If you find yourself in the middle of a child custody dispute it's important to do whatever it takes to negotiate and resolve every issue.
Once you're able to do this (hopefully without much additional stress) the final details are put into writing, which is known as a parenting agreement.
The nice thing about a formal parenting agreement is that it gives both parents a clear idea of his or her responsibilities and rights in the future. Some of the things you can include in a parenting agreement are:
- Where the child will live
- If one or both parents will have legal custody
- A visitation schedule for the noncustodial parent
- A schedule that outlines where the child will spend holidays, vacations, birthdays and any other special events
- A clear idea of how contact with other family members, such as grandparents, will work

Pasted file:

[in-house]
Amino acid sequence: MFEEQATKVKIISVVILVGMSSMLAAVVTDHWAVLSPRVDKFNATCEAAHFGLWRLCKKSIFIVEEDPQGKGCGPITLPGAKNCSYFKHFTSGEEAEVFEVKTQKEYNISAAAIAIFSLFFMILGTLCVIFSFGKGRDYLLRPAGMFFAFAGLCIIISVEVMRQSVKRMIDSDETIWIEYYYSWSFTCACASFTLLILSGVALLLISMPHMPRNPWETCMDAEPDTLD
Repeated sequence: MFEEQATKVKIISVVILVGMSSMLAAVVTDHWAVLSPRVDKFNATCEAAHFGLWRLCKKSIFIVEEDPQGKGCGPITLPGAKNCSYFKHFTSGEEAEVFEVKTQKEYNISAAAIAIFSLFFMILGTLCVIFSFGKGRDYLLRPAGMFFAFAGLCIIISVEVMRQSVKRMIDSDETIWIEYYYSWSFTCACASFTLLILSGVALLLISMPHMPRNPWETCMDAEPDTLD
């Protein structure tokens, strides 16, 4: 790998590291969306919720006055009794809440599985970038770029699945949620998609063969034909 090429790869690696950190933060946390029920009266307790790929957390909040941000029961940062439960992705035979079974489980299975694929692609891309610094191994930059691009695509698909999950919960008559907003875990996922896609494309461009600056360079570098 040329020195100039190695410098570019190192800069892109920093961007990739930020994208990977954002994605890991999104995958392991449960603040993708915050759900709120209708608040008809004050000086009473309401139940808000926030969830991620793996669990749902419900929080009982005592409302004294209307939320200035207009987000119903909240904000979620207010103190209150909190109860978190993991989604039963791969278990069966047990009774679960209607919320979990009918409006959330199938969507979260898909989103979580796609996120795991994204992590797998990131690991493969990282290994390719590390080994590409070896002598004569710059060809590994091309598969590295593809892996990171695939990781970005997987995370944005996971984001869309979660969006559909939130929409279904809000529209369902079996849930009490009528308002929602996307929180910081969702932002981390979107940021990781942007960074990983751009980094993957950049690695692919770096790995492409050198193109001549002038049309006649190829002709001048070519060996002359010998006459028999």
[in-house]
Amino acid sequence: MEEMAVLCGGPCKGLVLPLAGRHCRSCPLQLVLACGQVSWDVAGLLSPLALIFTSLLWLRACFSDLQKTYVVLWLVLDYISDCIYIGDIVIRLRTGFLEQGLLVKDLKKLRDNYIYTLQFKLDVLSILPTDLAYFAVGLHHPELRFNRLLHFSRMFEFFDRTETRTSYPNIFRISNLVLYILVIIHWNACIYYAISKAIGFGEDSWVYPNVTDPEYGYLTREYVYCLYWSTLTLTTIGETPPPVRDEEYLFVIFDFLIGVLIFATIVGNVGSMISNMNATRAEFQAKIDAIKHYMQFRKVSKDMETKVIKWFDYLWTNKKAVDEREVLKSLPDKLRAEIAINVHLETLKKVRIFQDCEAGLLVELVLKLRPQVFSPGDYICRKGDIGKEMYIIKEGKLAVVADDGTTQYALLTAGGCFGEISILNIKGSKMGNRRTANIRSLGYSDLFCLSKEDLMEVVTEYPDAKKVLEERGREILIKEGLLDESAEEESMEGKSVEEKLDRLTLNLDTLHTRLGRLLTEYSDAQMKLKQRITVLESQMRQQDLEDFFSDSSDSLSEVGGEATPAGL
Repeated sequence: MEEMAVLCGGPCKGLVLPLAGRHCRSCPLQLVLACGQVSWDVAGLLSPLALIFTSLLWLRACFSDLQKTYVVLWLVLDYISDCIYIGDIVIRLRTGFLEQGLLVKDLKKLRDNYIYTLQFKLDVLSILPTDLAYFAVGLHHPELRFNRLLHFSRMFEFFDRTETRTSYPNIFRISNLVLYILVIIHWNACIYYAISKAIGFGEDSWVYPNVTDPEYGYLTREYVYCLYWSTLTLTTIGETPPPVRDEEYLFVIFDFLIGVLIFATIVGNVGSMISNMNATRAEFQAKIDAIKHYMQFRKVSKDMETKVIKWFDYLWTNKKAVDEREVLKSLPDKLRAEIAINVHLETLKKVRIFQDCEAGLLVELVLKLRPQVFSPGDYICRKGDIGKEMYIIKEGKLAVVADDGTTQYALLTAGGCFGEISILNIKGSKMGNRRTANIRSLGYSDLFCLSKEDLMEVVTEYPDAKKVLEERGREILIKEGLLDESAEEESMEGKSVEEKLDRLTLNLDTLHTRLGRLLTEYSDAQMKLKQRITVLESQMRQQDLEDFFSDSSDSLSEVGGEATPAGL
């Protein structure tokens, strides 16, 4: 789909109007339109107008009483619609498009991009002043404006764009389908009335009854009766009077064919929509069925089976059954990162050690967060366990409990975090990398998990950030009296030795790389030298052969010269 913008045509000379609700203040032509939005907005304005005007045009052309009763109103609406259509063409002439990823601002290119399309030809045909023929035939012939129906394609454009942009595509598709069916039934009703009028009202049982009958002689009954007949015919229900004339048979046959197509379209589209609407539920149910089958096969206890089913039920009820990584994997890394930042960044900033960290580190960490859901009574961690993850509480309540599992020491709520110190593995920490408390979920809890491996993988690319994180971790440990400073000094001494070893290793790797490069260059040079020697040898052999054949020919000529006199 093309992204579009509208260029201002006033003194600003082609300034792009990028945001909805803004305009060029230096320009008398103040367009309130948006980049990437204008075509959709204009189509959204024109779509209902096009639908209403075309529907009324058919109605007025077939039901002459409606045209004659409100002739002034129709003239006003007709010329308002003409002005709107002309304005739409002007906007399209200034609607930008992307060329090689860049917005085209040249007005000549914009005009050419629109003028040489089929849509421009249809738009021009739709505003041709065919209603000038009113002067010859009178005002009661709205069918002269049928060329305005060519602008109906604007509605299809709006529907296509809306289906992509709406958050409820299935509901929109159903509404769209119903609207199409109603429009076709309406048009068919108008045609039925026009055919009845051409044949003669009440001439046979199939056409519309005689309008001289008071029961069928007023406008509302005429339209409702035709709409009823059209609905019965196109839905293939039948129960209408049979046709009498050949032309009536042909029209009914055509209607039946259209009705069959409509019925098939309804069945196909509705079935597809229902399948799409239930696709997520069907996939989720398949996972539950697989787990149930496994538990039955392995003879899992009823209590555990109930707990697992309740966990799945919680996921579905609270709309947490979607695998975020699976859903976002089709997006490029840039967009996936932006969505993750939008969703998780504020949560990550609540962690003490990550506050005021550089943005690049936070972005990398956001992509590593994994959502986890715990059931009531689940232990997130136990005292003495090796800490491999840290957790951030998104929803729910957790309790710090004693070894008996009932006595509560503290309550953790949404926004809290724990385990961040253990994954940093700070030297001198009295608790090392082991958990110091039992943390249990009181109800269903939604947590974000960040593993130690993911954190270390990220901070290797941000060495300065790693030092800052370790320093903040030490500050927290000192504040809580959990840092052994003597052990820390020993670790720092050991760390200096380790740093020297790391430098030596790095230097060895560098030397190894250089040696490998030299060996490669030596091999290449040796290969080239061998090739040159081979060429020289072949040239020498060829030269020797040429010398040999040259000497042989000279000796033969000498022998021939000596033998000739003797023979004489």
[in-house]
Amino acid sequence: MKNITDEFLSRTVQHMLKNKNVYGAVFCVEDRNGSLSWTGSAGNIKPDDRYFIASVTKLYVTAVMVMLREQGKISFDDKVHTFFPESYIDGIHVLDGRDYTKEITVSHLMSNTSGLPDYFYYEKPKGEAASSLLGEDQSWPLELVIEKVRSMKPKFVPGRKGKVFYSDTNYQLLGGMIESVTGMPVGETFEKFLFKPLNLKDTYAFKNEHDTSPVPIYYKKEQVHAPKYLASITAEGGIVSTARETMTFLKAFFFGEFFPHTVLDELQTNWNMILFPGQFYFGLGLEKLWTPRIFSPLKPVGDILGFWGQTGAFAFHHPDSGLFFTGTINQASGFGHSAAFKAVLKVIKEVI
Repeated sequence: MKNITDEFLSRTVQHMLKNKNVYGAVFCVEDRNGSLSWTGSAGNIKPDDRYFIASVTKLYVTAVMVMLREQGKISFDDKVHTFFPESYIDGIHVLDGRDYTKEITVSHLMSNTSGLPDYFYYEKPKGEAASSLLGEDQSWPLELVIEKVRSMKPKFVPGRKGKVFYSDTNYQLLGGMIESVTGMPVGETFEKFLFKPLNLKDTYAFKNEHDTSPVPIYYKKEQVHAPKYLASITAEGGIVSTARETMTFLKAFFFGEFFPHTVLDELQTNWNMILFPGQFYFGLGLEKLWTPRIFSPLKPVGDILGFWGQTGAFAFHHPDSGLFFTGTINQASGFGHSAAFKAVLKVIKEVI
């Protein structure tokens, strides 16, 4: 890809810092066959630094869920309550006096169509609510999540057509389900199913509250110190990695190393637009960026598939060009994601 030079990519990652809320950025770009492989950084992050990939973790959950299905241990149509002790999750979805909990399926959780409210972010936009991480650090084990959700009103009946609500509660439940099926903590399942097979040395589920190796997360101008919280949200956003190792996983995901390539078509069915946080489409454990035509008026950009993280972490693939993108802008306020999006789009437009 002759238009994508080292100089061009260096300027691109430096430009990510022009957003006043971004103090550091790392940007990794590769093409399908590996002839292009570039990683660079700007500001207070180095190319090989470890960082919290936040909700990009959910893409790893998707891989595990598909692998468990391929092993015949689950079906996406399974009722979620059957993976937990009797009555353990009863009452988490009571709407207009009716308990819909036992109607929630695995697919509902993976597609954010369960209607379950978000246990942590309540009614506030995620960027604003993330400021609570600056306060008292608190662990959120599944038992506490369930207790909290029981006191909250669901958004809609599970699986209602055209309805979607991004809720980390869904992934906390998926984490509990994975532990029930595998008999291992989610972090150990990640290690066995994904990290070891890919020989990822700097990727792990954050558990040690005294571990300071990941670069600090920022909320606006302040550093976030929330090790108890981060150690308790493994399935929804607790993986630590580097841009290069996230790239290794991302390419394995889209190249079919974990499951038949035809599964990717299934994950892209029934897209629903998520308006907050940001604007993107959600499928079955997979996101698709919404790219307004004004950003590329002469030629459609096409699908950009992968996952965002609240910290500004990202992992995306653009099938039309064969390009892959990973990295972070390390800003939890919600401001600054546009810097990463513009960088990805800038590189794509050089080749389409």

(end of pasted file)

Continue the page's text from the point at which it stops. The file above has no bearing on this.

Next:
You may also want to think about adding language regarding disputes and potential changes.
For example, the parenting agreement that you created during your divorce may not work well for all parties involved in a few years. At that time, you need to work with your ex-spouse to make changes and ensure that you're both again on the same page.
It's not always easy to create a parenting agreement, as you may not have the same ideas as the other individual, but you need to work hard to get something in place that works for the two of you.
As you work through the finer details of a parenting agreement don't lose sight of your legal rights and what's best for your child.
Source: FindLaw, "The Parenting Agreement," accessed April 11, 2018